Four interrelated qualities distinguish Jewish folklore: (a) extended history depth, (b) continuous interdependence between orality and literacy, (c) national dispersion of the nation, and (d) linguistic diversity. The Hebrew Bible, the earliest Jewish written text, contains evidence of older oral tradition. Once canonized, its ritual reading spawned new oral exetical and metaphorical oral narratives and its retelling retrieved traditions that literacy excluded. The written records of Jewish traditions of Late Antiquity also include folklore of that era. With the rise of the Diaspora Jewish communities had their own regional folklore that synthesized local with Jewish traditions and was performed in new languages that were spoken in these communities, such as Judeo-Arabi, Judeo-Persian, Judeo-Spanish, and Yiddish. During the long history of the Jewish Diaspora, geographically and linguistically distinct Jewish communities consolidated into three basic groups: Ashkenaz, located in central and eastern Europe; Sephardic Jews, primarily living in the Mediterranean basin; and Jews residing in Arab lands. Following migrations to the New World, South Africa, Australia, and Israel, new communities formed, and their experience generated new folklore themes and forms. In the land of Israel, during the Yishuv period and later after the establishment of the State of Israel, the emerging new folklore corresponded, in part, to the ideology of cultural revival and, in part, to the new cultural contacts of ingathered exiles and to the encounter with the Near Eastern Arab culture. The folklore of the Jews, like that of other peoples, is represented not only in words, but also in behavior, music, dance, and visual art. Modern scholarship on Jewish folklore started anew at least three times in the 19th century, in the recordings of Leopold Weisel (b. 1804–d. 1870), a non-Jewish country physician who recorded tales in the Old Jewish Town in Prague (J. Dolezelova, “Questions of Folklore in the Legends of the Old Jewish Town Compiled by Leopold Weisel, 1804–1870,” Judaica Bohemiae 12 (1976), 35–50), with the article of Moritz Steinschneider, “Über die Volkliterature der Juden, Archiv für Literaturgeschichte 2 (1872): 1–21, and with the circular letter that Max Grunwald (b. 1871–d. 1953), then a young rabbi in Hamburg, Germany, sent in 1896, together with a questionnaire, urging its recipients to engage in field collection of Jewish folklore (F. Talmage, ed., Studies in Jewish Folklore[Cambridge, MA: Association for Jewish Studies, 1980]).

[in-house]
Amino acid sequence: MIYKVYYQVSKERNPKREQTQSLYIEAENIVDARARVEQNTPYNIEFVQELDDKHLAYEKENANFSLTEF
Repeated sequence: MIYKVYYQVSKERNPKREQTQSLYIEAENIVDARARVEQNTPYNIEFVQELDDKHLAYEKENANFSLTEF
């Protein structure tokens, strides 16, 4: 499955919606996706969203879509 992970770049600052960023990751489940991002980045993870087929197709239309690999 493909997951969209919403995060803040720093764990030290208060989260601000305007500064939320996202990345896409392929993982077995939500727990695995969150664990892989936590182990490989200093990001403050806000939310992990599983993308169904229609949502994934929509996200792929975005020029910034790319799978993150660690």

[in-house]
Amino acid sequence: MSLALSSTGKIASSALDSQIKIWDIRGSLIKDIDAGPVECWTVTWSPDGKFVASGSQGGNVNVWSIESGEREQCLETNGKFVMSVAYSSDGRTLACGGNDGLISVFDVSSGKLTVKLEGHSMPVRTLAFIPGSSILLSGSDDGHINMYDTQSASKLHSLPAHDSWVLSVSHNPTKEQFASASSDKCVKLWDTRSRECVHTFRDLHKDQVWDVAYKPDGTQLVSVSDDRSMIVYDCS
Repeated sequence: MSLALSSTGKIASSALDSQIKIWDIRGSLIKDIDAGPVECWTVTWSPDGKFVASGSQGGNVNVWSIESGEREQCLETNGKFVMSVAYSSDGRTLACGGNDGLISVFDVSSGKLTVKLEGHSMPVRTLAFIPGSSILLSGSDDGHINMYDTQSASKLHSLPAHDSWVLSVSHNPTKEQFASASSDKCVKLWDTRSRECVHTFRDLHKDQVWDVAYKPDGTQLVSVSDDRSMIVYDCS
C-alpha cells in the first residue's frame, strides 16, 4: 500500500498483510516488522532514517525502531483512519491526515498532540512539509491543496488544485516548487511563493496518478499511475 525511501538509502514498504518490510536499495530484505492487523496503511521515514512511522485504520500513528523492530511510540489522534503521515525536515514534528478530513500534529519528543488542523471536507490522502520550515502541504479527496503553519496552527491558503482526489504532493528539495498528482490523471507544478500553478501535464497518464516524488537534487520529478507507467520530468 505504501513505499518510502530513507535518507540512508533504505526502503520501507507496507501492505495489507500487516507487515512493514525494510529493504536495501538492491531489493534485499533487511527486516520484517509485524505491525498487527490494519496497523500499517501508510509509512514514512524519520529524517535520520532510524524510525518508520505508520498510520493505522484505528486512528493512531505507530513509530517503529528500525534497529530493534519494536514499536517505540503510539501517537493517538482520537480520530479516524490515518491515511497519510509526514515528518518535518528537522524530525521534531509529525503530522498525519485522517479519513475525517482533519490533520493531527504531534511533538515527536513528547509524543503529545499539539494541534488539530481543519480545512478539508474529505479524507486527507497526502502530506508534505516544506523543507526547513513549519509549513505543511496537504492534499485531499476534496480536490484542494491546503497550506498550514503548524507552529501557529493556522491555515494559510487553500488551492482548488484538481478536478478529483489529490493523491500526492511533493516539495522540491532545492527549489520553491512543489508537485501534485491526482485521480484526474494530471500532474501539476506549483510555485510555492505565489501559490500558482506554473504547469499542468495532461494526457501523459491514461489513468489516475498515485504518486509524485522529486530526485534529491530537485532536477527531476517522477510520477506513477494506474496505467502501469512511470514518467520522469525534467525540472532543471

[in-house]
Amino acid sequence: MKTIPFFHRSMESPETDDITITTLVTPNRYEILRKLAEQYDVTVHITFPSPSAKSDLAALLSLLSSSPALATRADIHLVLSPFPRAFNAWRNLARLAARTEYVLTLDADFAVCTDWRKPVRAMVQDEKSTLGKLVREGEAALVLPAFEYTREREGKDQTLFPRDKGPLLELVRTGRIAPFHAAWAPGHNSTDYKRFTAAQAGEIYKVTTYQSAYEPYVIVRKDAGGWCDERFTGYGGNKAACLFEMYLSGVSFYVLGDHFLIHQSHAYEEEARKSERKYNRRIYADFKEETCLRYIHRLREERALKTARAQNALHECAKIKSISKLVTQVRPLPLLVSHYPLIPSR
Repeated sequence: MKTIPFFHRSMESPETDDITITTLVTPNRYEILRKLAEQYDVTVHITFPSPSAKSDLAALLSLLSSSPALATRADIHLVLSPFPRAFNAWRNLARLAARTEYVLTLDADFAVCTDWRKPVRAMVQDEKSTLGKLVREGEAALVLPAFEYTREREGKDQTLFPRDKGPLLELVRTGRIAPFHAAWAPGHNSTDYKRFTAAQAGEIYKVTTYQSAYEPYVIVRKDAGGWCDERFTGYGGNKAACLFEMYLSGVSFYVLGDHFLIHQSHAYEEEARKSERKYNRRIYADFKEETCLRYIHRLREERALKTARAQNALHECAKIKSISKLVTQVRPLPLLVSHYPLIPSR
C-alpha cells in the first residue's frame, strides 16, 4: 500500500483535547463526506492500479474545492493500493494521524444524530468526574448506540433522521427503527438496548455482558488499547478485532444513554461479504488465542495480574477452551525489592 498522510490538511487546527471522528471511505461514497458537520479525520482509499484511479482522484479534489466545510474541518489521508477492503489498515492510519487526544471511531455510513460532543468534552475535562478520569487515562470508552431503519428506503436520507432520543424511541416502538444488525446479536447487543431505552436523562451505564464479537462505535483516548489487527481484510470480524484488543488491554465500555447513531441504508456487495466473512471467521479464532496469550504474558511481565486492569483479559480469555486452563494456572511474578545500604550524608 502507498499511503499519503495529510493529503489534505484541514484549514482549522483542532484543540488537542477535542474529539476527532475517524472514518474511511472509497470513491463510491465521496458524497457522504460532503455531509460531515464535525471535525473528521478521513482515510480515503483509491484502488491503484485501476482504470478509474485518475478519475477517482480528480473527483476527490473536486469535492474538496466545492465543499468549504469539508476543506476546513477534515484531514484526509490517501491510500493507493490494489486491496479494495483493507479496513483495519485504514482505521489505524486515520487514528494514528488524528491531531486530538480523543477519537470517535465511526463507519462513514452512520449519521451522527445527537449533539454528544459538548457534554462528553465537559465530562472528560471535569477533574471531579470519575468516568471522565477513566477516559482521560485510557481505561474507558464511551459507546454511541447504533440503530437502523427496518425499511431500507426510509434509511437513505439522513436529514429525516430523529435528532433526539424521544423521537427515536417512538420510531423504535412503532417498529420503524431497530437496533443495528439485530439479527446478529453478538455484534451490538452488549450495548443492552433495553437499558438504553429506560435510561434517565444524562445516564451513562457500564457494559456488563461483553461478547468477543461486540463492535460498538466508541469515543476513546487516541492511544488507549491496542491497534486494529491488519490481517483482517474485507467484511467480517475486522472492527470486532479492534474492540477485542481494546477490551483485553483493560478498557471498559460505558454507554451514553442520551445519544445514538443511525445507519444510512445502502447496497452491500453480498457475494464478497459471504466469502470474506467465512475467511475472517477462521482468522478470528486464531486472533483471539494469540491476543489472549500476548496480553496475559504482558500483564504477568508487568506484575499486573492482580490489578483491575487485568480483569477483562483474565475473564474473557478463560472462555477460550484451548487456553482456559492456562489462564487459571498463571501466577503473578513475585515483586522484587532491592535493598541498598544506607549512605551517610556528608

Steinschneider (Steinschneider 1872) was the first to introduce the term folk literature (Volkslitteratur) into Jewish studies, encompassing a wide range of religious and nonreligious books that were in popular circulation. Since this introduction, Jewish folklore studies have developed in different directions, and A. S. Rappoport wrote a comprehensive survey of many aspects of Jewish folklore ranging from myth, magic, medicine, and demonology to customs, folktales, proverbs, and rituals (Rappoport 2007 [originally published in 1937]). Written after the Holocaust, Bergmann 1953 surveys the same subjects in a more popular fashion. Noy 2007 is an encyclopedic essay that relates to all fields of Jewish folklore as they are represented in diverse Jewish ethnic groups. It discusses some aspects, such as songs, for example, that previous surveys missed. Patai (Patai 1983) takes an anthropological approach to folklore in essays he wrote over thirty years, and Kirshenblatt-Gimblett 2008 takes a similar approach in the discussion of eastern European Jewish folklore. Jason 1975 and Jason 1990 apply ethnopoetic methodology in the studies of Near Eastern Jewish folklore, and Ben-Amos 1999 concentrates on folk literature in its historical, ethnic, and generic representations.